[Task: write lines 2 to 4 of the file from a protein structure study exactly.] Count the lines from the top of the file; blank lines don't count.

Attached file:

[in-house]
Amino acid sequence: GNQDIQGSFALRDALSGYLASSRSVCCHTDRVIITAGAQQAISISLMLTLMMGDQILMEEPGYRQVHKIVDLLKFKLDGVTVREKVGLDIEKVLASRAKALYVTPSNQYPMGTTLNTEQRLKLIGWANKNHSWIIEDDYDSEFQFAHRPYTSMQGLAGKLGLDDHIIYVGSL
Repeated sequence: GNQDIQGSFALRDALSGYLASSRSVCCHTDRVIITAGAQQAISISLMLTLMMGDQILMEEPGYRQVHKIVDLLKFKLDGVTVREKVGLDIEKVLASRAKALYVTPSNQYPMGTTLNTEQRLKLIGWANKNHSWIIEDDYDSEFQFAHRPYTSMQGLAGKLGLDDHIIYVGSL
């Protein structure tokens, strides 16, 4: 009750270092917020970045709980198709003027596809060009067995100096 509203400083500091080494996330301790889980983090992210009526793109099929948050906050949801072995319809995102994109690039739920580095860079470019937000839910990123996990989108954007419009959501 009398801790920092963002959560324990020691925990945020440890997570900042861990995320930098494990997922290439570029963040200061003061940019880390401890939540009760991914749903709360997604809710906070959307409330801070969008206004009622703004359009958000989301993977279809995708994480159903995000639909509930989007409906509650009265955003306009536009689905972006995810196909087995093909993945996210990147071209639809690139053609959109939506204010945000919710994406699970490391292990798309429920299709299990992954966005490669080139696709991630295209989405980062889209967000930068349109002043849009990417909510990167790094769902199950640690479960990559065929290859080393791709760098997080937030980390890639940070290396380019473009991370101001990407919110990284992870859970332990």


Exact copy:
Amino acid sequence: GNQDIQGSFALRDALSGYLASSRSVCCHTDRVIITAGAQQAISISLMLTLMMGDQILMEEPGYRQVHKIVDLLKFKLDGVTVREKVGLDIEKVLASRAKALYVTPSNQYPMGTTLNTEQRLKLIGWANKNHSWIIEDDYDSEFQFAHRPYTSMQGLAGKLGLDDHIIYVGSL
Repeated sequence: GNQDIQGSFALRDALSGYLASSRSVCCHTDRVIITAGAQQAISISLMLTLMMGDQILMEEPGYRQVHKIVDLLKFKLDGVTVREKVGLDIEKVLASRAKALYVTPSNQYPMGTTLNTEQRLKLIGWANKNHSWIIEDDYDSEFQFAHRPYTSMQGLAGKLGLDDHIIYVGSL
């Protein structure tokens, strides 16, 4: 009750270092917020970045709980198709003027596809060009067995100096 509203400083500091080494996330301790889980983090992210009526793109099929948050906050949801072995319809995102994109690039739920580095860079470019937000839910990123996990989108954007419009959501 009398801790920092963002959560324990020691925990945020440890997570900042861990995320930098494990997922290439570029963040200061003061940019880390401890939540009760991914749903709360997604809710906070959307409330801070969008206004009622703004359009958000989301993977279809995708994480159903995000639909509930989007409906509650009265955003306009536009689905972006995810196909087995093909993945996210990147071209639809690139053609959109939506204010945000919710994406699970490391292990798309429920299709299990992954966005490669080139696709991630295209989405980062889209967000930068349109002043849009990417909510990167790094769902199950640690479960990559065929290859080393791709760098997080937030980390890639940070290396380019473009991370101001990407919110990284992870859970332990």